FORK Orbea Aero OMR
CRANKSET Shimano Ultegra R8000 34x50t
HEADSET FSA 1-1/8 - 1-1/2" Integrated Carbon Cup ACB Bearings
HANDLEBAR Vision Metron 5D
STEM Vision Metron 5D
SHIFTERS Shimano Ultegra R8000
BRAKES Shimano Ultegra R8010
CASSETTE Shimano Ultegra R8000 11-28t 11-Speed
REAR DERAILLEUR Shimano Ultegra R8000 SS
FRONT DERAILLEUR Shimano Ultegra R8000
CHAIN KMC X11-EL-1
WHEELS DT Swiss R32 Spline wheels
TYRES Vittoria Rubino Foldable 700x25 60TPI G+
SEATPOST Orbea Aero OMR
SADDLE Prologo Scratch RS STN size 143mm
HANDLEBAR PLUGS Black Anti-Slippery/Shock Proof Bar Tape
REAR BRAKE Shimano Ultegra R8010-RS
Sizes: 47cm, 49cm, 51cm, 53cm, 55cm, 57cm, 60cm
Colours: Orange, Black
Tell us what the bike is for
Orbea says, "Get the racing advantage with the Orbea Orca Aero M20 Team aero race bike. Its OMR carbon frame has been designed to slip through the air, gaining you those precious seconds advantage when racing."
Orbea Aero carbon OMR frame is lightweight and built to defy the air
Orbea Aero OMR carbon fork works with the frame for aero efficiency
Shimano Ultegra 2x11 speed drivetrain delivers smooth and crisp shifts
DT PR 1600 Spline 32 wheels are quick rolling
Vittoria Rubino G+ 25c tyres are grippy and fast
Frame and fork
Tell us about the build quality and finish of the frame and fork?
Very high level of finish.
Tell us about the materials used in the frame and fork?
Full carbon frame and fork. Orbea calls it OMR.
Tell us about the geometry of the frame and fork?
It's on the racy side but it's well balanced and easy to get on with.
How was the bike in terms of height and reach? How did it compare to other bikes of the same stated size?
It was good.
Riding the bike
Was the bike comfortable to ride? Tell us how you felt about the ride quality.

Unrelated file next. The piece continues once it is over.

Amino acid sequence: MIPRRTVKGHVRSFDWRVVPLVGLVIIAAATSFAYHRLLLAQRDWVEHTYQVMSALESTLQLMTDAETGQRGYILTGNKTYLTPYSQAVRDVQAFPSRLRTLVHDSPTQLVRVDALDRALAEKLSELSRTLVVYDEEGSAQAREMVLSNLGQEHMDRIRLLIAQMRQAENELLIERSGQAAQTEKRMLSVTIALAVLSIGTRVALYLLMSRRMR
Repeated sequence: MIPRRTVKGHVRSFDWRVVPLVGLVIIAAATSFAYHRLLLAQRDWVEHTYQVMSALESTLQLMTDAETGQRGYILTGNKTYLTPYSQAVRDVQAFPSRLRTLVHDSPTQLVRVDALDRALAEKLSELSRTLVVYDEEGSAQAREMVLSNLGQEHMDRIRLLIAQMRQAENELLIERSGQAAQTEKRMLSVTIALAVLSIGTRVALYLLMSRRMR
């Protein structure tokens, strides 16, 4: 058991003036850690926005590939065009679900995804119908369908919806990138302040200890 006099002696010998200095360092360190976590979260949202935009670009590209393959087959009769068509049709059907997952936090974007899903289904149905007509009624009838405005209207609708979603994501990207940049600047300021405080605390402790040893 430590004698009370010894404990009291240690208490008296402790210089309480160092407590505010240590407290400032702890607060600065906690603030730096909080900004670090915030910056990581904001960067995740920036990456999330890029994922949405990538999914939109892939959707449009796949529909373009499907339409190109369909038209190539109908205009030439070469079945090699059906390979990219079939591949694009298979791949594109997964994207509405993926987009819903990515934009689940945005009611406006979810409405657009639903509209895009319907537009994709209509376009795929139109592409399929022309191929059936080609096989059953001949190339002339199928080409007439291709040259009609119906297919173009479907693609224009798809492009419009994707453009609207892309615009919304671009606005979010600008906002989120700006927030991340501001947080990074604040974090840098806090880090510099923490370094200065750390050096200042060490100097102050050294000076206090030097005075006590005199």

It's no endurance bike, but for a bike designed primarily to be aero and fast, it's impressive.
Did the bike feel stiff in the right places? Did any part of the bike feel too stiff or too flexible?
Plenty of stiffness evident in the frame when sprinting.
How did the bike transfer power? Did it feel efficient?
Yes it felt efficient.
Was there any toe-clip overlap with the front wheel? If so
How would you describe the steering? Was it lively Reasonably fast.
Tell us some more about the handling. How did the bike feel overall? Did it do particular things well or badly?
Very engaging and fun to ride.
Which components had the most effect (good or bad) on the bike's comfort? would you recommend any changes?
The handlebar is designed for racing and won't be for everyone, I don't think; it's not as easy to adjust the reach, for example, and riding on the tops isn't as good as some.
Which components had the most effect (good or bad) on the bike's stiffness? would you recommend any changes?
The wheels and tyres are on the heavy side; the bike would benefit from lighter or more aero wheels.
Which components had the most effect (good or bad) on the bike's efficiency? would you recommend any changes?
Nothing that really needs changing other than for personal requirements.
Wheels and tyres
Did you enjoy riding the bike? Yes
Would you consider buying the bike? Yes
Would you recommend the bike to a friend? Yes
Use this box to explain your overall score
Orbea has done a great job with the Orca Aero frame and for the most part it's reasonably good value for money, but the wheels and tyres, while they offer faultless performance, might be considered out of place on an aero bike of this price.
About the tester
I usually ride: My best bike is:
I've been riding for: 10-20 years I ride: Every day I would class myself as: Expert
I regularly do the following types of riding: road racing, time trialling, cyclo-cross, commuting, touring, mountain biking
David has worked on the road.cc tech team since July 2012. Previously he was editor of Bikemagic.com and before that staff writer at RCUK. He's a seasoned cyclist of all disciplines, from road to mountain biking, touring to cyclo-cross, he only wishes he had time to ride them all. He's mildly competitive, though he'll never admit it, and is a frequent road racer but is too lazy to do really well. He currently resides in the Cotswolds.